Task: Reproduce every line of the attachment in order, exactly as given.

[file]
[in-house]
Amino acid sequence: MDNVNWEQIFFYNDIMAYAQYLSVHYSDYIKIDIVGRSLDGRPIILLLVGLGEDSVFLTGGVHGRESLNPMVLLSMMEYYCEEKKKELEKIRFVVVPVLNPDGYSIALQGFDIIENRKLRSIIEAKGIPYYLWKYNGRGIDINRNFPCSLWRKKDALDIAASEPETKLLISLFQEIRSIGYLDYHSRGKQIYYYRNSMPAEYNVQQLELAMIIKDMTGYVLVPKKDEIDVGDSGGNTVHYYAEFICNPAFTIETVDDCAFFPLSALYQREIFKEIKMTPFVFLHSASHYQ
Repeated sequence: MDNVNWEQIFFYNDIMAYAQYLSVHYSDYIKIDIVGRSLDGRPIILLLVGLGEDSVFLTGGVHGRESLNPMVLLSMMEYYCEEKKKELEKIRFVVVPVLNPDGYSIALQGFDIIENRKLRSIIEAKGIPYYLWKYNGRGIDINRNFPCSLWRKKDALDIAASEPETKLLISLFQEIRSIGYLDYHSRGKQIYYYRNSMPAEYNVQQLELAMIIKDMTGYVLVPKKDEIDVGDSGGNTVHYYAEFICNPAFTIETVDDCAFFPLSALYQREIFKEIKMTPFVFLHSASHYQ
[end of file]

[in-house]
Amino acid sequence: MDNVNWEQIFFYNDIMAYAQYLSVHYSDYIKIDIVGRSLDGRPIILLLVGLGEDSVFLTGGVHGRESLNPMVLLSMMEYYCEEKKKELEKIRFVVVPVLNPDGYSIALQGFDIIENRKLRSIIEAKGIPYYLWKYNGRGIDINRNFPCSLWRKKDALDIAASEPETKLLISLFQEIRSIGYLDYHSRGKQIYYYRNSMPAEYNVQQLELAMIIKDMTGYVLVPKKDEIDVGDSGGNTVHYYAEFICNPAFTIETVDDCAFFPLSALYQREIFKEIKMTPFVFLHSASHYQ
Repeated sequence: MDNVNWEQIFFYNDIMAYAQYLSVHYSDYIKIDIVGRSLDGRPIILLLVGLGEDSVFLTGGVHGRESLNPMVLLSMMEYYCEEKKKELEKIRFVVVPVLNPDGYSIALQGFDIIENRKLRSIIEAKGIPYYLWKYNGRGIDINRNFPCSLWRKKDALDIAASEPETKLLISLFQEIRSIGYLDYHSRGKQIYYYRNSMPAEYNVQQLELAMIIKDMTGYVLVPKKDEIDVGDSGGNTVHYYAEFICNPAFTIETVDDCAFFPLSALYQREIFKEIKMTPFVFLHSASHYQ